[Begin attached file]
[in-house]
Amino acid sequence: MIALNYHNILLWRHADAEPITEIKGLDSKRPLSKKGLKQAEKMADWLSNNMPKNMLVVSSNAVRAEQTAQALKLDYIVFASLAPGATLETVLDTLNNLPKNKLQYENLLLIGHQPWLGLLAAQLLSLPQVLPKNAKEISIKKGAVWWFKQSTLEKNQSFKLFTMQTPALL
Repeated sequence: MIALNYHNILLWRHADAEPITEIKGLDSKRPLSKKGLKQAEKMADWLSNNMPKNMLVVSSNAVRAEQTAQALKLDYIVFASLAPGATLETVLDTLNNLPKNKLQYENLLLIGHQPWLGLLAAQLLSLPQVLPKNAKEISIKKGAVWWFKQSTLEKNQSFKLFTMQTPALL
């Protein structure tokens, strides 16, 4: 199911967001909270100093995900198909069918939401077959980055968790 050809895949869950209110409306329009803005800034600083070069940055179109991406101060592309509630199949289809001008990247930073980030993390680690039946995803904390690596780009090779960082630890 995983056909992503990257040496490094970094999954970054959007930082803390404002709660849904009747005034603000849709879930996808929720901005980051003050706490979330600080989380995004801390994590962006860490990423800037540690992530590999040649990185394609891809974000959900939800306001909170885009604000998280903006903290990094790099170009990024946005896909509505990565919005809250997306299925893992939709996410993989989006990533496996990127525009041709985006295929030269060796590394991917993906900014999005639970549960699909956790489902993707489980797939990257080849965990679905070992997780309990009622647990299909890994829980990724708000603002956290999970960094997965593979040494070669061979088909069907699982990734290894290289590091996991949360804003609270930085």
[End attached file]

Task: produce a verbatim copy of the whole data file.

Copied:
[in-house]
Amino acid sequence: MIALNYHNILLWRHADAEPITEIKGLDSKRPLSKKGLKQAEKMADWLSNNMPKNMLVVSSNAVRAEQTAQALKLDYIVFASLAPGATLETVLDTLNNLPKNKLQYENLLLIGHQPWLGLLAAQLLSLPQVLPKNAKEISIKKGAVWWFKQSTLEKNQSFKLFTMQTPALL
Repeated sequence: MIALNYHNILLWRHADAEPITEIKGLDSKRPLSKKGLKQAEKMADWLSNNMPKNMLVVSSNAVRAEQTAQALKLDYIVFASLAPGATLETVLDTLNNLPKNKLQYENLLLIGHQPWLGLLAAQLLSLPQVLPKNAKEISIKKGAVWWFKQSTLEKNQSFKLFTMQTPALL
């Protein structure tokens, strides 16, 4: 199911967001909270100093995900198909069918939401077959980055968790 050809895949869950209110409306329009803005800034600083070069940055179109991406101060592309509630199949289809001008990247930073980030993390680690039946995803904390690596780009090779960082630890 995983056909992503990257040496490094970094999954970054959007930082803390404002709660849904009747005034603000849709879930996808929720901005980051003050706490979330600080989380995004801390994590962006860490990423800037540690992530590999040649990185394609891809974000959900939800306001909170885009604000998280903006903290990094790099170009990024946005896909509505990565919005809250997306299925893992939709996410993989989006990533496996990127525009041709985006295929030269060796590394991917993906900014999005639970549960699909956790489902993707489980797939990257080849965990679905070992997780309990009622647990299909890994829980990724708000603002956290999970960094997965593979040494070669061979088909069907699982990734290894290289590091996991949360804003609270930085």